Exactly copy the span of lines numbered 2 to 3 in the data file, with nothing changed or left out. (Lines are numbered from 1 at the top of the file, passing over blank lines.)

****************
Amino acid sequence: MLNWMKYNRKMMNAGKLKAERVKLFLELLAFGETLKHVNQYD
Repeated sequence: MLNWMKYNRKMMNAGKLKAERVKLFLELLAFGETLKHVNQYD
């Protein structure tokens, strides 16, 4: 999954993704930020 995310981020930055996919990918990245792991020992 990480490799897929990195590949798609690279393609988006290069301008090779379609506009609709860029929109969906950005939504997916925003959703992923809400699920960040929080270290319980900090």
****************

Repeated sequence: MLNWMKYNRKMMNAGKLKAERVKLFLELLAFGETLKHVNQYD
């Protein structure tokens, strides 16, 4: 999954993704930020 995310981020930055996919990918990245792991020992 990480490799897929990195590949798609690279393609988006290069301008090779379609506009609709860029929109969906950005939504997916925003959703992923809400699920960040929080270290319980900090």